Virginia Tech Dendrology

soapbush Zygophyllaceae Guaiacum angustifolium Engelm. Listen to the Latin symbol: GUAN
Leaf: Opposite or crowded on spur shoots, pinnately compound, evergreen, 1 1/2 to 3 inches long, with 6 to 8 pairs of very small, lance-shaped often curving leaflets, petiole grooved, dark green above and below, fold up at night.
Flower: Attractive, 1/2 inch across, bright purple, 5 broad petals, occur on a long stem either singly or in small clusters from leaf axils, appearing throughout the year after rain events.
Fruit: Heart-shaped, shiny, reddish brown, flattened capsule (1 inch long) with 2 to 4 lobes, shiny red seeds burst from capsules in the fall.
Twig: Slender, gray-brown with numerous short, knotty spur shoots.
Bark: Smooth light gray, becoming darker and rough with age.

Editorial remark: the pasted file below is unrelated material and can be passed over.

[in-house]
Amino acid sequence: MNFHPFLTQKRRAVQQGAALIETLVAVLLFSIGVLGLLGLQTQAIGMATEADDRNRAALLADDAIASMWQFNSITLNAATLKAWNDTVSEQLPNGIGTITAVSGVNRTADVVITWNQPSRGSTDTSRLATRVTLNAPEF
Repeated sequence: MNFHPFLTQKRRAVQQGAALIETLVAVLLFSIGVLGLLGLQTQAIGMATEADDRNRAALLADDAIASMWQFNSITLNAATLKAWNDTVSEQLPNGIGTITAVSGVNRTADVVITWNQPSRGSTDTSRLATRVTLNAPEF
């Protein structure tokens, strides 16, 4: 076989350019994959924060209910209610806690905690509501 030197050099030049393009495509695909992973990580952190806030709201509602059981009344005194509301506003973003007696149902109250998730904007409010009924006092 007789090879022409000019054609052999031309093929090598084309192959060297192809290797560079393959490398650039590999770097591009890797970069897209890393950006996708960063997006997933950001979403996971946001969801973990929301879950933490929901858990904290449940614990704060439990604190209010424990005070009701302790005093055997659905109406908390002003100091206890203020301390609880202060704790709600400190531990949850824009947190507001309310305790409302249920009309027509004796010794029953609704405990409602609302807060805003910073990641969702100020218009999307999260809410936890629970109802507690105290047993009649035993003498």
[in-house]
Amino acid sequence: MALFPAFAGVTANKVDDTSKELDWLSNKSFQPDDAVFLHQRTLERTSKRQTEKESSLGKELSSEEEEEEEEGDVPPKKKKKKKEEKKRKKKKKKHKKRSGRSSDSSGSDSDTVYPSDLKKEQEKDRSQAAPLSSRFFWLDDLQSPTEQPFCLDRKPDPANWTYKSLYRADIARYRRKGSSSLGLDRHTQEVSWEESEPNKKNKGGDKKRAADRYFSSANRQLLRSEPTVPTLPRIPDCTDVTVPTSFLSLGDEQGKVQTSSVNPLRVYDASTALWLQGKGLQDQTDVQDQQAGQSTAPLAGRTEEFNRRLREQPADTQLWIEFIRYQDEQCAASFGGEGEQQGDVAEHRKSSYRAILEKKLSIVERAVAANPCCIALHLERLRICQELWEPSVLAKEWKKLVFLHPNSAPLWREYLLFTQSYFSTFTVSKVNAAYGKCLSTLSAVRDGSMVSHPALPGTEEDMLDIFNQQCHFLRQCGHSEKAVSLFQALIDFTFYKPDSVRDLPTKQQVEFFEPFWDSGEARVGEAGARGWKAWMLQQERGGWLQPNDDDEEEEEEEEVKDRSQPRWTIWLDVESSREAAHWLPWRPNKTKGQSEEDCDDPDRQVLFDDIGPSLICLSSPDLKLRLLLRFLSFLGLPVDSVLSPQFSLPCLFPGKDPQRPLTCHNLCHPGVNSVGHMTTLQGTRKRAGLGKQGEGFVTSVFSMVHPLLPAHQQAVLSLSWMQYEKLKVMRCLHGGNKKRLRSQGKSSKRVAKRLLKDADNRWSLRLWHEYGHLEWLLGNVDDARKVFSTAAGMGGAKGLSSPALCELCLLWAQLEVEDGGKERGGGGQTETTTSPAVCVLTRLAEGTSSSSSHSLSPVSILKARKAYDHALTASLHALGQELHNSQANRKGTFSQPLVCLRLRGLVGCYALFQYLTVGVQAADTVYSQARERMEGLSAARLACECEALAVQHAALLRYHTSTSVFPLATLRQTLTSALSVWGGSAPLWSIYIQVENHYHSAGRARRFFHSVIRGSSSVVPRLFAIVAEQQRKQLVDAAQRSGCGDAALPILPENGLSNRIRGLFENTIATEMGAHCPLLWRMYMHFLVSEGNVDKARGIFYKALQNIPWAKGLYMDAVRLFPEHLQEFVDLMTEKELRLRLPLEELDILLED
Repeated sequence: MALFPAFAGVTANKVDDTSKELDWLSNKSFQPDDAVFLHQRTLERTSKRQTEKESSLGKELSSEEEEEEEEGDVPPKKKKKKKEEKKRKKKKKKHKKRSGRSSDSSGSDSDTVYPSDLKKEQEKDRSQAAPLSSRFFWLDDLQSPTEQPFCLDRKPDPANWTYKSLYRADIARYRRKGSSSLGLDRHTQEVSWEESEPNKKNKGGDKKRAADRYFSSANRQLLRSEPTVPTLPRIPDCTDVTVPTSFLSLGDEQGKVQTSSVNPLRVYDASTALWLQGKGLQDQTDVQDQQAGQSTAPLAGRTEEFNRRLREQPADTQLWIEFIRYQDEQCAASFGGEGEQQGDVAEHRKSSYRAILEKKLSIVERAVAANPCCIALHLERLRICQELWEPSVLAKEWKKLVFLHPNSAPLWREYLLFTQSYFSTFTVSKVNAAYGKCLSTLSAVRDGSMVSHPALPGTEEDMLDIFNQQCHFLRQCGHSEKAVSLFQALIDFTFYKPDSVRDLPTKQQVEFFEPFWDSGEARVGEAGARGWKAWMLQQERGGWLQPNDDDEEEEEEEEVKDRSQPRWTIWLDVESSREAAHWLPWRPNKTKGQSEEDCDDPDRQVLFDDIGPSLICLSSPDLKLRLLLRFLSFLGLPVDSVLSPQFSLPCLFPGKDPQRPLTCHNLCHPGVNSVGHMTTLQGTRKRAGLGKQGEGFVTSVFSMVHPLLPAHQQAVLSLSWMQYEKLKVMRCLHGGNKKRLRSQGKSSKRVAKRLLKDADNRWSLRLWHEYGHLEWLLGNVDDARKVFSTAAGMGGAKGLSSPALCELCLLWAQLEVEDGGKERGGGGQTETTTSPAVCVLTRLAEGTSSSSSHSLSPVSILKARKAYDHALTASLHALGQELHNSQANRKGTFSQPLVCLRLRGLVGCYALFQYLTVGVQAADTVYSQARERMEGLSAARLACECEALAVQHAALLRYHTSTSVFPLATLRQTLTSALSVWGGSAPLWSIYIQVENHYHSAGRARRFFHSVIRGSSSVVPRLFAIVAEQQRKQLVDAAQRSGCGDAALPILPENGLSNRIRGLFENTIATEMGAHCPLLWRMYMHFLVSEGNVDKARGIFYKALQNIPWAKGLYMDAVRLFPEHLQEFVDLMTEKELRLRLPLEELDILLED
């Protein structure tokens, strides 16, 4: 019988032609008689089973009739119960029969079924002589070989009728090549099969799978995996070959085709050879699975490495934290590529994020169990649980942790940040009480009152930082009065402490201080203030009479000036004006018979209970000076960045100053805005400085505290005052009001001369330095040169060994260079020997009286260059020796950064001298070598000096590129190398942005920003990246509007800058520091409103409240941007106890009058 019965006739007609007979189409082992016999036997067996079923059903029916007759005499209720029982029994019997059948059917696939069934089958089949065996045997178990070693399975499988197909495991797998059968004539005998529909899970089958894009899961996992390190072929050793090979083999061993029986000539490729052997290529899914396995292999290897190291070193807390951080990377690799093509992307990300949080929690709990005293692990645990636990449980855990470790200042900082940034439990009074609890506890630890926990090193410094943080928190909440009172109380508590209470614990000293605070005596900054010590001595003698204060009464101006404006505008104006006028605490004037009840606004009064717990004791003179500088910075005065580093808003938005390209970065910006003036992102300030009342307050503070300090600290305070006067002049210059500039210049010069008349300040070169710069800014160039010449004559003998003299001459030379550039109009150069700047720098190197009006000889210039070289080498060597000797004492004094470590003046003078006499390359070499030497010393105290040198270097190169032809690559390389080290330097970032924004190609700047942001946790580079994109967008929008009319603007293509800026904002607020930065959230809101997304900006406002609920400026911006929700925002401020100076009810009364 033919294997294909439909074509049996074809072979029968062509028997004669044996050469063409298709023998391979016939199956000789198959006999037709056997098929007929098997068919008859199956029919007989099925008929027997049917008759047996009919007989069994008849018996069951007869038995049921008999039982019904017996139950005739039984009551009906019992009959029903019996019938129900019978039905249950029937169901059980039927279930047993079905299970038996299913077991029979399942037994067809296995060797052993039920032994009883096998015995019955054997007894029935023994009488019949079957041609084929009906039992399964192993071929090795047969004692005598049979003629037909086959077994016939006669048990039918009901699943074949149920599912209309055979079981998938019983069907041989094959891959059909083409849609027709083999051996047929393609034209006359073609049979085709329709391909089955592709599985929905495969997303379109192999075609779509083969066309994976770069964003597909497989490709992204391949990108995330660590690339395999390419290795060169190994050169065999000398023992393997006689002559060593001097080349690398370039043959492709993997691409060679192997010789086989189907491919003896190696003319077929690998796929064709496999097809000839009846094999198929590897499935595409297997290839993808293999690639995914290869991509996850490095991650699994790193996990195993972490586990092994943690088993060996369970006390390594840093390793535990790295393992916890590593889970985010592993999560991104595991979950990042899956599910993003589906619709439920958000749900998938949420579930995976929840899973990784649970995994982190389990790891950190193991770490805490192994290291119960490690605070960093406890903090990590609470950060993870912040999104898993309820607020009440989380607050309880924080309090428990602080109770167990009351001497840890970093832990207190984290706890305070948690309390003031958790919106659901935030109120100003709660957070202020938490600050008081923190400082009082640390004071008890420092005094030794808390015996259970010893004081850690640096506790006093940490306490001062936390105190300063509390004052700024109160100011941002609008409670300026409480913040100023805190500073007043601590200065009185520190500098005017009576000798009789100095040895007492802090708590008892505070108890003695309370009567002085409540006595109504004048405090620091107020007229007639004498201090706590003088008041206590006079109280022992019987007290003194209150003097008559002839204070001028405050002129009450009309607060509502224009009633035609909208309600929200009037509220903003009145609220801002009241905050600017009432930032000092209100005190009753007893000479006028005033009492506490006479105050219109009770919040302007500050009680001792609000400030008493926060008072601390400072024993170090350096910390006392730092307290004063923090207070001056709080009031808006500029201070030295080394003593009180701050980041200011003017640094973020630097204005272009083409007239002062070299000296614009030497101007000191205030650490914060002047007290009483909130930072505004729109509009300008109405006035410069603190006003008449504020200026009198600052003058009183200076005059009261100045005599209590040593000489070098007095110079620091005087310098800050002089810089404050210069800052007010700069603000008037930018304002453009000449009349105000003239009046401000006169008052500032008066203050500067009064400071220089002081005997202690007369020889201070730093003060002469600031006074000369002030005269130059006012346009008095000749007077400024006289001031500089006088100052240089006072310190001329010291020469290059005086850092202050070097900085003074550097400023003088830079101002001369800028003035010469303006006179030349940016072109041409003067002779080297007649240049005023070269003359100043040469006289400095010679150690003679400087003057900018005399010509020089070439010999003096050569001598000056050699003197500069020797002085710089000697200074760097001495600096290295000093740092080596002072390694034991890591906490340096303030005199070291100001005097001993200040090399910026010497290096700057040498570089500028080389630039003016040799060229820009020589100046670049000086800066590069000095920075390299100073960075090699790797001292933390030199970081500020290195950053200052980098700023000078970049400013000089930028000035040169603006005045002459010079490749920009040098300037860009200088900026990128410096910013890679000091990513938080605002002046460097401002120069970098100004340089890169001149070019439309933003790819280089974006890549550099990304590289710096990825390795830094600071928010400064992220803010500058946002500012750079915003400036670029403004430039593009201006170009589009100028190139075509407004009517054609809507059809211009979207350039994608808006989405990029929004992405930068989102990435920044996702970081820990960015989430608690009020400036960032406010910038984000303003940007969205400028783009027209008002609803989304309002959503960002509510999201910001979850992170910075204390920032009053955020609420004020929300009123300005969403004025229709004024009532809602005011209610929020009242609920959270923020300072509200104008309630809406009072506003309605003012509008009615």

Form: A dense, multi-branched, crooked limbed shrub or small tree up to 10 to 15 feet tall with a broad crown.
Looks like: guayacan
leaf fruit twig bark form1 map
Additional Range Information: Guaiacum angustifolium is native to North America. Range may be expanded by planting. See states reporting soapbush.
External Links: USDA Plants Database - USDAFS Forest Products Lab
All material © 2018 Virginia Tech Dept. of Forest Resources and Environmental Conservation; Photos and text by: John Seiler, Edward Jensen, Alex Niemiera, and John Peterson; Silvics reprinted from Ag Handbook 654